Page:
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Alex Wilshaw
PhD student
St John's College
Dept. of Archaeology & Anthropology
University of Cambridge


Project Supervisor Funding
An investigation into the LSA of the Nakuru-Naivasha Basin and surround, Central Rift Valley, Kenya: Technological classifications and population considerations Marta Mirazon Lahr St John's College PhD Scholarship

The Late Stone Age (LSA) of East Africa is a diverse period of recent human prehistory. Despite the temporal proximity to today, these prehistoric people and their technological traditions are still poorly described and little understood. The Nakuru-Naivasha Basin, Kenya, has the best documented examples of the East African LSA (Eburran, nee Kenya Capsian), the diversity of which is manifested in an abundance of archaeological sites that show a confusing complexity of unexplained technological variation. Research stagnated at the end of the 1980's, after the Kenya Capsian classification system (phases A-E) was replaced with the Eburran (phases I-V) which confined the Nakuru-Naivasha industry to within 25 km of Mount Eburru. Modern research techniques within a novel research paradigm are applied to revitalise the study of this important prehistoric period. Firstly, historically collected evidence which lacks vital research information is modernised using archival investigation and mapping software. Secondly, the temporal and spatial variation of lithic artefacts and sites (12.5-2.5 kya) are described using univariate statistical analyses of attributes taken from a diverse sample of 36 LSA occurrences from 30 sites (2200 lithic tools and 220 cores); 6 further sites are included as a comparative framework of other localised technological traditions (SPN, Elmenteitan and Lukenya Hill). Thirdly, the relationship between the LSA technology and the shifting Holocene palaeo-environment is examined using multivariate statistics. Finally, technological characteristics that exhibit little ecological plasticity are used in a cultural cladistic analysis to infer information about prehistoric populations. Geometric microlith and core sizes show high levels of environmental plasticity (72.7% and 80.4%), and should not be used to define industrial boundaries in this area; as a result, the Eburran classification system is challenged. Likewise, the industry extends outside of the imposed 25 km boundary. It is argued that the original name of Kenya Capsian should be reinstated for this LSA industry, but not the phases defined within it. Instead, a clade based system is suggested, which is able to cope with the variation exhibited by the technology until a comprehensive classification system can be created; this will only be possible with greater research investment and novel evidence. Ultimately, the prehistoric people of the Kenya Capsian exhibit similar population patterns to the tribal system in Kenya today, which would explain why the LSA is so beautifully diverse and complex in this area.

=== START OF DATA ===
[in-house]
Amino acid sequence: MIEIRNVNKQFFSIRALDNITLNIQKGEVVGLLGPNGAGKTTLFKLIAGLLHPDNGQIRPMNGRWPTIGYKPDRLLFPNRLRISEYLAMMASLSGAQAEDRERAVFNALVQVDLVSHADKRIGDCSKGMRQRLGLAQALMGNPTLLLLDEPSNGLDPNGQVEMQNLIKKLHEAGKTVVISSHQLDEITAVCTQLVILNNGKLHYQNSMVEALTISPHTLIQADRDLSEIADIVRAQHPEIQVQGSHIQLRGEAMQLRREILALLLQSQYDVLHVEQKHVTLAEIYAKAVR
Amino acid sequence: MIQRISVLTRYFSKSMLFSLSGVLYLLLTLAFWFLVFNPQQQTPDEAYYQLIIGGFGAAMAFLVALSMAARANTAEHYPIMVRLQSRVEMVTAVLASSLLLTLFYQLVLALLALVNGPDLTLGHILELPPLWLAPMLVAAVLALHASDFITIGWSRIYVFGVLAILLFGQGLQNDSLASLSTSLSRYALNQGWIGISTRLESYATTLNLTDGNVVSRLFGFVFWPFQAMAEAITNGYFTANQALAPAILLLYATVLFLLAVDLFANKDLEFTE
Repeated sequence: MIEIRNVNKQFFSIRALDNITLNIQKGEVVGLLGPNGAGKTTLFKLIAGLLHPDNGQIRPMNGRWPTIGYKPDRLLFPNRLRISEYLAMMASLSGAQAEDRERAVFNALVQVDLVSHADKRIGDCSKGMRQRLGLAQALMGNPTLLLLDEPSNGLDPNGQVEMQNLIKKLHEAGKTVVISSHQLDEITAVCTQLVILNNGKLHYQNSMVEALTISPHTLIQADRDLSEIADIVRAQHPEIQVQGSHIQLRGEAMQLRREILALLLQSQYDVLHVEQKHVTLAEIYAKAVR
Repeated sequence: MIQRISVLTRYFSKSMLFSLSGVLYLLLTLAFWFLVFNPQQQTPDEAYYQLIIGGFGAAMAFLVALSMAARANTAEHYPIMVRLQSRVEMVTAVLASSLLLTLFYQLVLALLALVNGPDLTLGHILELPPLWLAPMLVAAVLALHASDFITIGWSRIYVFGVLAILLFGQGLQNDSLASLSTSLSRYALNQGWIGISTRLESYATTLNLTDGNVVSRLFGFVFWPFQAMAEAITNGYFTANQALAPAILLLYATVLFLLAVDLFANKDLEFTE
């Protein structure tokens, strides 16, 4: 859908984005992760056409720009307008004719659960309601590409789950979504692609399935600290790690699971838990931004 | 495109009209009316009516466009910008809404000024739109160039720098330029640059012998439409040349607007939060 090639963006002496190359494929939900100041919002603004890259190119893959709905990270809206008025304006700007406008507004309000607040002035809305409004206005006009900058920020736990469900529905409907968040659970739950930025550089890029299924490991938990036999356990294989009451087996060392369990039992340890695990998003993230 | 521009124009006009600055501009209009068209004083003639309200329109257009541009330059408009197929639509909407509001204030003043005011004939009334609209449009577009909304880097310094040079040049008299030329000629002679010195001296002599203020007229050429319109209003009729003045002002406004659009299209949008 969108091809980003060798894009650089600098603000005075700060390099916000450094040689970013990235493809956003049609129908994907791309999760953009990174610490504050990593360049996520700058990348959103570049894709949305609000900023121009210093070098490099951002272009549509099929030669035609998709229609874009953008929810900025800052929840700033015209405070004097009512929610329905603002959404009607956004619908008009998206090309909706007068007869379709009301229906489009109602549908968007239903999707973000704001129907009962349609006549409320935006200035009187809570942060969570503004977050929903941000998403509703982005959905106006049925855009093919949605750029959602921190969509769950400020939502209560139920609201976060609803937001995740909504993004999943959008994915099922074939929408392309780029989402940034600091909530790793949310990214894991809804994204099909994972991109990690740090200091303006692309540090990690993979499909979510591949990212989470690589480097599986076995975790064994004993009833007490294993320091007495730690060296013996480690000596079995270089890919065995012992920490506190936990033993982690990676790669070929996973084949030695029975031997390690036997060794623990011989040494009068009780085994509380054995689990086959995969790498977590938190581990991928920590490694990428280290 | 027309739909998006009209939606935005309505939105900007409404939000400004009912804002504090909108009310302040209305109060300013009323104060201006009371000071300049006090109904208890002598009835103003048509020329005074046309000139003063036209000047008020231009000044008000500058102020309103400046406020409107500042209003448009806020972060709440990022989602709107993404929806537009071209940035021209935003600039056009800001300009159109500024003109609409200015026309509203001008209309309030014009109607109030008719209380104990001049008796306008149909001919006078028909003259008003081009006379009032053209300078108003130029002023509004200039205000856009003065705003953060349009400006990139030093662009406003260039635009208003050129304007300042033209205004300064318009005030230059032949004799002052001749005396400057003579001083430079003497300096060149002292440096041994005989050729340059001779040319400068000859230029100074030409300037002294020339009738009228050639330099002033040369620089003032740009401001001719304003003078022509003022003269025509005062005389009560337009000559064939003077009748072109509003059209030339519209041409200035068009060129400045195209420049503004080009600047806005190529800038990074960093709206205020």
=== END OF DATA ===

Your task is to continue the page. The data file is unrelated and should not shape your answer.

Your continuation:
I am also a technical illustrator of archaeological materials






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